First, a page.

This morning we focus on the great works of two masters of the Italian Baroque at the Galleria Borghese, the sculptor Gian Lorenzo Bernini (1598-1680) and the painter Michelangelo Merisi da Caravaggio (1571-1610). Here we can trace the evolution of Bernini’s fascinating sculptural illusionism in his early monumental sculptures such as the Pluto and Proserpine (Hades and Persephone), David and Apollo and Daphne. Bernini was a master of giving inert stone the illusion of living flesh. This gallery also holds Bernini’s Bust of Scipione Borghese and the lesser known The Goat Amalthea with the Infant Jupiter and a Faun. The Galleria Borghese has seven Caravaggios, including his Boy with a Basket of Fruit, S. Jerome and Sick Bacchus. Other masterpieces include Titian’s Sacred and Profane Love, Raphael’s Entombment of Christ, Correggio’s Danaë, Antonio Canova’s Paolina Borghese as Venus Victrix (1804-8) and works by Peter Paul Rubens.
Our second visit for the morning is to the Palazzo Colonna, one of the oldest and grandest palaces in Rome. Founded in the 13th century and much altered in the Baroque period, it is still lived in by the Colonna family. Our visit will include the Galleria Colonna with its impressive art collection and, with special permission, the richly decorated and luxuriously furnished Princess Isabella Apartment.
The afternoon is at leisure to allow you to explore parts of the city that appeal to you personally. (Overnight Rome) B
Day 11: Thursday 7 November, Rome
- Non-Catholic Cemetery in Rome
- Casa di Goethe
- Buffet Lunch, Hotel de Russie
- Keats-Shelley House: Guided tour with the Curator
Today is dedicated to foreign artists and literati who, in the 18th and 19th centuries, were drawn here to study the antique and Renaissance masterpieces of Rome. Many lived in the vicinity of the Spanish Steps, where two of Rome’s most famous house museums are found.
We begin, however, at the other end of the city. Alongside a magnificently preserved antique tomb, the Pyramid of Cestius (30 BC), sits a tranquil cemetery, the final resting place of non-Catholic residents of Rome from the 18th century on; Protestant funeral processions to the cemetery once took place at night to avoid attacks by Rome’s Catholic population. The cemetery has the tombstones of Keats, who died of tuberculosis in 1821, and Percy Bysshe Shelley, who drowned off the Italian Riviera in 1822, as well as other notable writers, artists and scholars. Australia’s Martin Boyd, the famous Italian philosopher Antonio Gramsci, the great German architect, Gottfried Semper, and the English critic, John Addington Symonds, are buried here.
We next cross the city to the Spanish Steps area to visit the Casa di Goethe. Goethe arrived in Rome in October 1786 and stayed there for two years, delighting in the art, history and sunshine of the city. The visit was a personal renaissance for him and greatly influenced his writings. His lodging place is now a museum, the Casa di Goethe, which we will visit.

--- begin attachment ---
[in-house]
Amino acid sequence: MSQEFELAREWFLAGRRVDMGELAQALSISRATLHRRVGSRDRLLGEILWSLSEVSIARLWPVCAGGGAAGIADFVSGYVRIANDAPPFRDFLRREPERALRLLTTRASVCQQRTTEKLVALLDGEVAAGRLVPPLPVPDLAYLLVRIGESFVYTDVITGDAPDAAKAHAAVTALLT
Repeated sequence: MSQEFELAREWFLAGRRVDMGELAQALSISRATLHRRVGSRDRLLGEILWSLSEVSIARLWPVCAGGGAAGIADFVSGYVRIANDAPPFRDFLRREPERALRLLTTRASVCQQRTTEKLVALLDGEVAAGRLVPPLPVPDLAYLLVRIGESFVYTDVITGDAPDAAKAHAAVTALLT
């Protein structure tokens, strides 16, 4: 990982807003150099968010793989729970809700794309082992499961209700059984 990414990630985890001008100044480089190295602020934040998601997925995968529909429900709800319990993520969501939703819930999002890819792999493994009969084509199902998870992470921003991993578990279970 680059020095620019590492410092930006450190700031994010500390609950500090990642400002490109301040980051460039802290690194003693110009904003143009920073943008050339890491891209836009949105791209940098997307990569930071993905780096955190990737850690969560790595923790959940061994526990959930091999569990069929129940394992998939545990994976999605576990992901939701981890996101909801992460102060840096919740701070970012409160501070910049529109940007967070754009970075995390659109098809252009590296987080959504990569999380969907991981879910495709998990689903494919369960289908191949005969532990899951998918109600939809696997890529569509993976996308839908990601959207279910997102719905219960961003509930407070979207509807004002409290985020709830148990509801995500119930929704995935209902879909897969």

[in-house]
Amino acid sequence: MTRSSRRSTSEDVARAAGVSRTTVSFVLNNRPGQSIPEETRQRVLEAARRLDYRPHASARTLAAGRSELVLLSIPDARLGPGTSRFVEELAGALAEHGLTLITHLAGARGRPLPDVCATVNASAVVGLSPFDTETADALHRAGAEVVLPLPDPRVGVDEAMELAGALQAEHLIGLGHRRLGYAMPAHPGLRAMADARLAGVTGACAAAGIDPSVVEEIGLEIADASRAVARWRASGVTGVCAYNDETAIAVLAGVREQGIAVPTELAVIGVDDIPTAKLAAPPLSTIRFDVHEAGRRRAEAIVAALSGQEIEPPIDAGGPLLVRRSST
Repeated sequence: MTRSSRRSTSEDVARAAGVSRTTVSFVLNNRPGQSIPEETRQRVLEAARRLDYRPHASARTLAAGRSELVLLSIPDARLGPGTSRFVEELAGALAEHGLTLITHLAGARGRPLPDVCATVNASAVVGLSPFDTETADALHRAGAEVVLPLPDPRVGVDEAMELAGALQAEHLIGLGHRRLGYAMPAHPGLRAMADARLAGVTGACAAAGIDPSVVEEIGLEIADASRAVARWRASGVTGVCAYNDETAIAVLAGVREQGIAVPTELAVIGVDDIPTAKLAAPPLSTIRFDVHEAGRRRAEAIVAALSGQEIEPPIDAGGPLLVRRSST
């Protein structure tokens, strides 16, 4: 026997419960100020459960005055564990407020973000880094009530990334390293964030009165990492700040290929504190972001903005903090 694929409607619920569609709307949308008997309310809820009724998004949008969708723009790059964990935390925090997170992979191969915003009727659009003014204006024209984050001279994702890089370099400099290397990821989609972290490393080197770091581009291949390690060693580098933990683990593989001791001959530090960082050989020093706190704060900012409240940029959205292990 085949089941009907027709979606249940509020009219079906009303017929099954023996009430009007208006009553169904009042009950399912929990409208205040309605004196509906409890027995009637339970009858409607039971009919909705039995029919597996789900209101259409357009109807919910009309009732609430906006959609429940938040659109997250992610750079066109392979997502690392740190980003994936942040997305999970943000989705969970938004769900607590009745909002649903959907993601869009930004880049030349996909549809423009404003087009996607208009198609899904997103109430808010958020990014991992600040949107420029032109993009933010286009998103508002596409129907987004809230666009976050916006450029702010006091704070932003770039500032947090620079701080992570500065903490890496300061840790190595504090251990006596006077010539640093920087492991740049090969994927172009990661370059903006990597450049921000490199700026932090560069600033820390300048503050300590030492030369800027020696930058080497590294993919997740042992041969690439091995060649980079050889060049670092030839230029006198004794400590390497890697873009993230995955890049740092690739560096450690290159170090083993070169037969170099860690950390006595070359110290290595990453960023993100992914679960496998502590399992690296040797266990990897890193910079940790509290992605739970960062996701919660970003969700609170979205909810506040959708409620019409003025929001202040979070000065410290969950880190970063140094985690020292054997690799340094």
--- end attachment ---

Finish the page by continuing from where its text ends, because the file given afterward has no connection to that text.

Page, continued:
Following our visit to the Casa di Goethe, we will enjoy lunch at the lovely Hotel de Russie, a glamorous hotel with a stunning garden just beneath the Pincian Hill. The restaurant was popular with 19th- and early 20th century writers and artists like Henry James, Jean Cocteau and Picasso.
After lunch, we visit the Keats-Shelley House. It is here that Keats lived from 1820 until his death in 1821. The museum houses one of the world’s most extensive collections of memorabilia, letters, manuscripts, and paintings relating to Keats and Shelley, as well as Byron, Wordsworth, Robert Browning, Elizabeth Barrett Browning, Oscar Wilde, and others. (Overnight Rome) BL
Day 12: Friday 8 November, Rome – Cinecittà – Rome
- Cinecittà & Federico Fellini Tour
- Farewell Dinner
Today we drive to Cinecittà, the largest film studio in Europe and the hub of Italian cinema. Founded by Benito Musolini in 1937, the studio led the revival of Italian cinema in the 1950s. A number of 50s and 60s blockbusters were made there, including William Wyler’s Roman Holiday, Robert Wise’s Helen of Troy (1956), Michael Curtiz’ Francis of Assisi (1961), Joseph L. Mankiewicz’ The Barefoot Contessa and Cleopatra (1963), Carol Reed’s The Agony and the Ecstasy (1965) and Zeffirelli’s Romeo and Juliet (1968). Later films include Paul Morrissey’s Flesh for Frankenstein, produced by Andy Warhol, (1974). In the 1990s, Anthony Minghella’s The English Patient, Martin Scorsese’s Gangs of New York, Wes Anderson’s The Life Aquatic and Mel Gibson’s The Passion of the Christ were made here; Francis Ford Coppola has also worked here.
A number of Italian masterpieces were filmed at the studio. Masters like Visconti made films here, as well as the great Federico Fellini; La Dolce Vita (1960), Satyricon (1969), Roma (1972), Amacord (1973), Casanova (1976) and La Traviata (1982) were all Cinecittà productions. We shall take an official tour that revolves around Fellini’s personality and works. You will be led through the Fellini Building, dedicated to the Maestro, where excerpts of his movies are screened. The visit continues outside, to the sets of Jerusalem and Ancient Rome, up to the entrance of the memorable Teatro 5, Fellini’s favourite soundstage, which can only be visited when not in use by ongoing productions.
There will be time at leisure to eat at Il Caffè di Cinecittà and peruse its bookshop, before we return to our hotel. The rest of the afternoon is at leisure. At 7.00 pm we shall assemble for our farewell dinner. (Overnight Rome) BD
Day 13: Saturday 9 November, Depart Rome
- Airport transfer to Rome Leonardo da Vinci Airport (Fiumicino) for participants travelling on the ASA ‘designated’ flight
Our tour ends this morning. Participants returning to Australia on the ASA ‘designated’ flight will be transferred to Rome’s Fiumicino airport. Alternatively, you may wish to extend your stay in Italy. Please contact ASA if you require further assistance. B